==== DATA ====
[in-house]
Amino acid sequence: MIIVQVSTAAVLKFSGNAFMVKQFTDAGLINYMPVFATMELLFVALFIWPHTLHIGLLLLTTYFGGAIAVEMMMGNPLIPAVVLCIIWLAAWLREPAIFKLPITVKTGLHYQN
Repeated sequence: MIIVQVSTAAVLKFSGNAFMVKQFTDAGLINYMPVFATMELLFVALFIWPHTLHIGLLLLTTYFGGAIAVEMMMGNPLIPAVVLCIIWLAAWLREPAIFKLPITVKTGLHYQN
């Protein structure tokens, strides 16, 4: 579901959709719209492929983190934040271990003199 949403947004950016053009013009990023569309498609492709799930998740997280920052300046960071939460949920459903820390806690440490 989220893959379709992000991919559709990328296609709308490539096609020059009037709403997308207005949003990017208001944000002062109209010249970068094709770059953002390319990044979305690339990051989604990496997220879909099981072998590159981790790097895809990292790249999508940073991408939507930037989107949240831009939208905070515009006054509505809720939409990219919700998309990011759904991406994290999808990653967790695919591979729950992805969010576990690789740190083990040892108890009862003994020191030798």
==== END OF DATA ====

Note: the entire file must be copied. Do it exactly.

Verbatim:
[in-house]
Amino acid sequence: MIIVQVSTAAVLKFSGNAFMVKQFTDAGLINYMPVFATMELLFVALFIWPHTLHIGLLLLTTYFGGAIAVEMMMGNPLIPAVVLCIIWLAAWLREPAIFKLPITVKTGLHYQN
Repeated sequence: MIIVQVSTAAVLKFSGNAFMVKQFTDAGLINYMPVFATMELLFVALFIWPHTLHIGLLLLTTYFGGAIAVEMMMGNPLIPAVVLCIIWLAAWLREPAIFKLPITVKTGLHYQN
């Protein structure tokens, strides 16, 4: 579901959709719209492929983190934040271990003199 949403947004950016053009013009990023569309498609492709799930998740997280920052300046960071939460949920459903820390806690440490 989220893959379709992000991919559709990328296609709308490539096609020059009037709403997308207005949003990017208001944000002062109209010249970068094709770059953002390319990044979305690339990051989604990496997220879909099981072998590159981790790097895809990292790249999508940073991408939507930037989107949240831009939208905070515009006054509505809720939409990219919700998309990011759904991406994290999808990653967790695919591979729950992805969010576990690789740190083990040892108890009862003994020191030798």